Review by Michael Jacobson
Freddie Prinze Jr., Sarah Michelle Gellar, Matthew Lillard, Linda
Cardellini, Rowan Atkinson
Director: Raja Gosnell
Audio: Dolby Digital 5.1
Video: Anamorphic Widescreen 1.85:1
Studio: Warner Bros.
Features: See Review
Length: 86 Minutes
Release Date: October 11, 2002
get jinky with it!”
a lot of people my age, I grew up with Scooby Doo on television, though
my generation was hardly the last. Thanks
to the Cartoon Network, the misadventures of that loveable scaredy-cat of a dog
and his comrades have continued for more than thirty years now.
A live action movie seemed not only probable, but inevitable as well.
enjoyed that live action movie as a spoof aimed at the die hard fans, which made
fun of not only the cartoon itself, but fans’ perceptions of that cartoon over
the years. We all thought Fred was
basically an inept dumbass, that Daphne was a ditz, that Velma could take over
the group and possibly the world if she wanted to. It didn’t matter if those concepts were true…that’s how
we looked at them. And Scooby
Doo, the movie, does the same thing.
problem is, when you get right down to it, Scooby Doo was amusing, but
not very substantial. It didn’t
leave much to build on for a feature film other than some characters we knew
well and a lot of in jokes. I
laughed at the movie, and I really enjoyed some of the performances, but it’s
impossible to disguise the fact that this film is a magician with nothing up its
sleeve…or anywhere else, for that matter.
most inspired casting choice is the manically funny Matthew Lillard as Shaggy.
He steals the film with his dead-on accurate voice and physical
mannerisms. He gets most of the hard work, too, sharing the majority of
his scenes with the computer generated Scooby.
The dog is a hoot, too, but credit the flesh and blood Lillard for really
melding the two characters into a solid comedy team.
also loved Linda Cardellini as Velma…another perfect physical and vocal
representation! Real life couple
Sarah Michelle Gellar and Freddie Prinze Jr. don’t fare quite as well, but it
isn’t their fault. Daphne and
Fred weren’t very interesting in the cartoon, and they simply don’t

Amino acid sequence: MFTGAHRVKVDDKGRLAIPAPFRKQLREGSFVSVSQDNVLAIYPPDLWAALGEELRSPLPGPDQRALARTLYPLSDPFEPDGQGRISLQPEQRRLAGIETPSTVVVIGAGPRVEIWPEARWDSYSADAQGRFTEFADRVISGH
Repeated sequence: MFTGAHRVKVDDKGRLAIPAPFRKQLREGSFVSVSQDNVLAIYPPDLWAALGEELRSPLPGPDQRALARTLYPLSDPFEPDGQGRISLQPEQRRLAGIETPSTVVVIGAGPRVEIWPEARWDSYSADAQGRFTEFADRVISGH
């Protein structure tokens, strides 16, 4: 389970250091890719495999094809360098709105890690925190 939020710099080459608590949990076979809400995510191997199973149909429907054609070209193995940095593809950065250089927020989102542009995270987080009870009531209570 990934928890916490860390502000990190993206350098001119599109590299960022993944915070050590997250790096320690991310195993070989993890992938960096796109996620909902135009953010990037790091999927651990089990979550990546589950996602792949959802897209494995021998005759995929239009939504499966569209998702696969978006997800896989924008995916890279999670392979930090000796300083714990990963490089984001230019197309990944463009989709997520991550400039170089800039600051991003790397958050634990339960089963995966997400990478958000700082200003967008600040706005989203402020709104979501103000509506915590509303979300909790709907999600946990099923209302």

translate any better to the big screen (though Ms. Gellar does get a hysterical
fight scene near the end!).
film looks good, with eccentric art direction and set designs that really bring
an instant familiarity to the fans of the cartoon. The problem, as with all of the Scooby cartoons, is
that the plot is clothesline and the mystery ultimately unsatisfying.
Every episode of the television show was pretty much the same…the movie
isn’t a whole lot different. The
story is an excuse for comedy, not much else.
being said, I’d be remiss if I didn’t say fans will get a big kick at who
the villain ultimately turns out to be…a secret I wouldn’t divulge even for
a Scooby Snack!
complaints in the DVD delivery, starting with another flawless anamorphic
transfer from Warner Bros. (full frame version also available). This
is a visually stylistic film that ranges from the bright and colorful to the
dark and moody, and every frame comes across with clarity, natural tones, high
definition and sharpness, and absolutely nothing to mar the effect.
Reference quality all the way!
the 5.1 audio is a slam-bang funfest, which adds to both the physical comedy and
the spookiness! The music
soundtrack comes across with strength, and the .1 channel delivers the bottom
end to both the songs and the action. There
is plenty of frantic panning action, from side to side and front to back…these
effects are smooth, clear and well utilized.
Dynamic range is very good, and dialogue is clean and clear throughout.
A fun listening experience!
a package! For starters, you get
two audio commentaries…the one by the director Raja Gosnell and crew is the
more informative one, for those who want to know the what, where, when, how and
why, while the cast commentary, featuring Prinze Jr., Gellar, Lillard and
Cardellini, is the more fun listen (though occasionally sparse).
Lillard even does his Shaggy voice from time to time!
is also a 22 minute making-of featurette, with cast and crew interviews
(including the man behind the voice of Scooby Doo!), about 15 minutes of deleted
footage with or without director commentary (including the abandoned animated
opening titles and the amusing character flashback scenes), featurettes on the
set design, Daphne’s big fight and the new Mystery Machine van, a trivia game
featuring Lillard’s voice that can be played by one or two players (it leads
to an extra mini-featurette), a music video, seven interactive DVD ROM
challenges, and some Easter eggs (hint: watch
the animated screens for when Scooby drops his snacks!).
animated menus are kind of cool, but a little frustrating, because the choices
are often mixed in with signs and other words that don’t mean anything.
Still, a top notch collection of extras overall!